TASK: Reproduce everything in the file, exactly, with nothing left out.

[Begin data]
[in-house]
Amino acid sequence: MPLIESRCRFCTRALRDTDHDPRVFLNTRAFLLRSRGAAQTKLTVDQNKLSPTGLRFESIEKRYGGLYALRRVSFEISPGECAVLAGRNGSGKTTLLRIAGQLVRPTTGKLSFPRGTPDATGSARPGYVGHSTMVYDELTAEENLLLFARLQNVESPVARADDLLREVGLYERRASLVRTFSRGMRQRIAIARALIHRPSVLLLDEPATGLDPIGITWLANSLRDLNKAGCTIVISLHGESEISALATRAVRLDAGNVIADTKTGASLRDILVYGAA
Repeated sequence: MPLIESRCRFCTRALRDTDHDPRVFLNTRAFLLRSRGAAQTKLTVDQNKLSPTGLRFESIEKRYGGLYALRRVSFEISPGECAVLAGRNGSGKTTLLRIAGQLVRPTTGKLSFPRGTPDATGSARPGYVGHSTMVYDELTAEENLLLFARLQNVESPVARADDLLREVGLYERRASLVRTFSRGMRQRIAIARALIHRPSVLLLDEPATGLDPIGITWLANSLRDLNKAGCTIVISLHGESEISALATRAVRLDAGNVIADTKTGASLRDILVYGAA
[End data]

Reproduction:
[in-house]
Amino acid sequence: MPLIESRCRFCTRALRDTDHDPRVFLNTRAFLLRSRGAAQTKLTVDQNKLSPTGLRFESIEKRYGGLYALRRVSFEISPGECAVLAGRNGSGKTTLLRIAGQLVRPTTGKLSFPRGTPDATGSARPGYVGHSTMVYDELTAEENLLLFARLQNVESPVARADDLLREVGLYERRASLVRTFSRGMRQRIAIARALIHRPSVLLLDEPATGLDPIGITWLANSLRDLNKAGCTIVISLHGESEISALATRAVRLDAGNVIADTKTGASLRDILVYGAA
Repeated sequence: MPLIESRCRFCTRALRDTDHDPRVFLNTRAFLLRSRGAAQTKLTVDQNKLSPTGLRFESIEKRYGGLYALRRVSFEISPGECAVLAGRNGSGKTTLLRIAGQLVRPTTGKLSFPRGTPDATGSARPGYVGHSTMVYDELTAEENLLLFARLQNVESPVARADDLLREVGLYERRASLVRTFSRGMRQRIAIARALIHRPSVLLLDEPATGLDPIGITWLANSLRDLNKAGCTIVISLHGESEISALATRAVRLDAGNVIADTKTGASLRDILVYGAA